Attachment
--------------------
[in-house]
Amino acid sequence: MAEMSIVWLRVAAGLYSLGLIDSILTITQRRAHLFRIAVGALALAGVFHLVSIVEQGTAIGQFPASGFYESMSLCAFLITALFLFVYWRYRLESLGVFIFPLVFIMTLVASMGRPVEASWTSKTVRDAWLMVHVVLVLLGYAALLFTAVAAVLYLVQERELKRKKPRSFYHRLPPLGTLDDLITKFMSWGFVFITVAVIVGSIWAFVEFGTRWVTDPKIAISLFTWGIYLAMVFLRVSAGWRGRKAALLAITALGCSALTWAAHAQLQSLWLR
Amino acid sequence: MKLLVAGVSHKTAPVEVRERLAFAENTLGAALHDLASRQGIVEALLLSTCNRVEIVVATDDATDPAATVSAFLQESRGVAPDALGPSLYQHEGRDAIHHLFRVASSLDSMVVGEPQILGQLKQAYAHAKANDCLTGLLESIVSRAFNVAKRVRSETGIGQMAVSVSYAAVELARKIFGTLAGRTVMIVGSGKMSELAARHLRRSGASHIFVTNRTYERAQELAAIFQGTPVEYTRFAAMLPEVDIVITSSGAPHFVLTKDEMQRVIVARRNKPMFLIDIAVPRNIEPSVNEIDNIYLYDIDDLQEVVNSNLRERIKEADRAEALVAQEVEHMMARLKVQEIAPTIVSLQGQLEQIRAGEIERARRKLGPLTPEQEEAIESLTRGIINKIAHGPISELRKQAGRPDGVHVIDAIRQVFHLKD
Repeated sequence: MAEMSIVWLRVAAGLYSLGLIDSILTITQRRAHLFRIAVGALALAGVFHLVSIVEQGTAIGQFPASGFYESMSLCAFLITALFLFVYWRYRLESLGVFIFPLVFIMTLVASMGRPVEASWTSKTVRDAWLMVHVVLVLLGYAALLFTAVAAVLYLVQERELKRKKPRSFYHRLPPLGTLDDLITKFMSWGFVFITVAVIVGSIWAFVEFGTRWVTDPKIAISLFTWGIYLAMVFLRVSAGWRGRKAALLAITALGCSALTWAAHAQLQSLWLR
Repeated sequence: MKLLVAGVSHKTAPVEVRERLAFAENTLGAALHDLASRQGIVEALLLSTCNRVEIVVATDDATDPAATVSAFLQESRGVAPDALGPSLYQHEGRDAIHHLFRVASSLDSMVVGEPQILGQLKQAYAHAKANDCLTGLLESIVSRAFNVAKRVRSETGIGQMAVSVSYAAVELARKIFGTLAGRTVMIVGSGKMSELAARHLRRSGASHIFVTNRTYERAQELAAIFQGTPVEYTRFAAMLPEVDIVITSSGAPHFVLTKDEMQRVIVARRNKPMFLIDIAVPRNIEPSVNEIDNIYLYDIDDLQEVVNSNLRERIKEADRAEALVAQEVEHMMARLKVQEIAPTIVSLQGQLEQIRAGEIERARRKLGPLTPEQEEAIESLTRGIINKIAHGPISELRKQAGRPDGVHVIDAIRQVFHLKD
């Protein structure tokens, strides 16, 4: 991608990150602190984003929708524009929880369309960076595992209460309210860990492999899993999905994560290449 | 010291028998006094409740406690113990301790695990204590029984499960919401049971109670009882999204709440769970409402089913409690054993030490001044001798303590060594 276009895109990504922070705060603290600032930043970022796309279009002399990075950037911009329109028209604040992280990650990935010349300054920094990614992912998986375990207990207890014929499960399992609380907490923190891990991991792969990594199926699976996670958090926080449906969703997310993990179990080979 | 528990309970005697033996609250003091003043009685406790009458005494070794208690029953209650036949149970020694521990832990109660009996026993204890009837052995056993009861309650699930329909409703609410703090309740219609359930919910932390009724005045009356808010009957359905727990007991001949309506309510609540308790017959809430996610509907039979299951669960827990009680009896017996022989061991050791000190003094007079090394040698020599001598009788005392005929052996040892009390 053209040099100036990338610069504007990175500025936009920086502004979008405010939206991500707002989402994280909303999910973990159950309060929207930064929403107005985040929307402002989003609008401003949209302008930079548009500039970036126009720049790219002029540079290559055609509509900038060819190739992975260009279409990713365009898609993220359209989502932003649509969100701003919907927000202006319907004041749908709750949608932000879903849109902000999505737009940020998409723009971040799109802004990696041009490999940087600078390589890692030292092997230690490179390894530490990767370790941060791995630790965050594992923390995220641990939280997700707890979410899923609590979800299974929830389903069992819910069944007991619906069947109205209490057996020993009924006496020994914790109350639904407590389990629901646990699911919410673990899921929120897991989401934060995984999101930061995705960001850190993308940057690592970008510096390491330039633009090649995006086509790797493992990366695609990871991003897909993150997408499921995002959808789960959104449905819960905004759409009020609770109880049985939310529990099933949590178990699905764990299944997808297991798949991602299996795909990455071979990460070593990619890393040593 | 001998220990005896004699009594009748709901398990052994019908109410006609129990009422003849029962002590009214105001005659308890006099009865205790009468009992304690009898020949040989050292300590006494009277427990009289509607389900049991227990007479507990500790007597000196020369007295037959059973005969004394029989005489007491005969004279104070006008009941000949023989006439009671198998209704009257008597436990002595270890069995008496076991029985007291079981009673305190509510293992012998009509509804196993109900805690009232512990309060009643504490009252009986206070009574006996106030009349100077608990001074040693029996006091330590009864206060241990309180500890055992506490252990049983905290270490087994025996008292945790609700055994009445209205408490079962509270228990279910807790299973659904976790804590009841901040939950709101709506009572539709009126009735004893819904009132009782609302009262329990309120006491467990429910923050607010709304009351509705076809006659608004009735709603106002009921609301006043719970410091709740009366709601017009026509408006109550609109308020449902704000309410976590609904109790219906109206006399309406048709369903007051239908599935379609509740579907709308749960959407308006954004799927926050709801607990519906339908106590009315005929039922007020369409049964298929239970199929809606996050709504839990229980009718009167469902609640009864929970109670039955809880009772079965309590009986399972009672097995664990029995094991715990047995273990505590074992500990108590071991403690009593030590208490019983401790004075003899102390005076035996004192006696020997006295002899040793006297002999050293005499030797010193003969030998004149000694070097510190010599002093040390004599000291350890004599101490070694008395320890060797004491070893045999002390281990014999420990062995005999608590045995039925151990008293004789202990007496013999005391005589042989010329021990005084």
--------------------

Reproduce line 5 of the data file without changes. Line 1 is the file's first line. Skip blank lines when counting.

Repeated sequence: MKLLVAGVSHKTAPVEVRERLAFAENTLGAALHDLASRQGIVEALLLSTCNRVEIVVATDDATDPAATVSAFLQESRGVAPDALGPSLYQHEGRDAIHHLFRVASSLDSMVVGEPQILGQLKQAYAHAKANDCLTGLLESIVSRAFNVAKRVRSETGIGQMAVSVSYAAVELARKIFGTLAGRTVMIVGSGKMSELAARHLRRSGASHIFVTNRTYERAQELAAIFQGTPVEYTRFAAMLPEVDIVITSSGAPHFVLTKDEMQRVIVARRNKPMFLIDIAVPRNIEPSVNEIDNIYLYDIDDLQEVVNSNLRERIKEADRAEALVAQEVEHMMARLKVQEIAPTIVSLQGQLEQIRAGEIERARRKLGPLTPEQEEAIESLTRGIINKIAHGPISELRKQAGRPDGVHVIDAIRQVFHLKD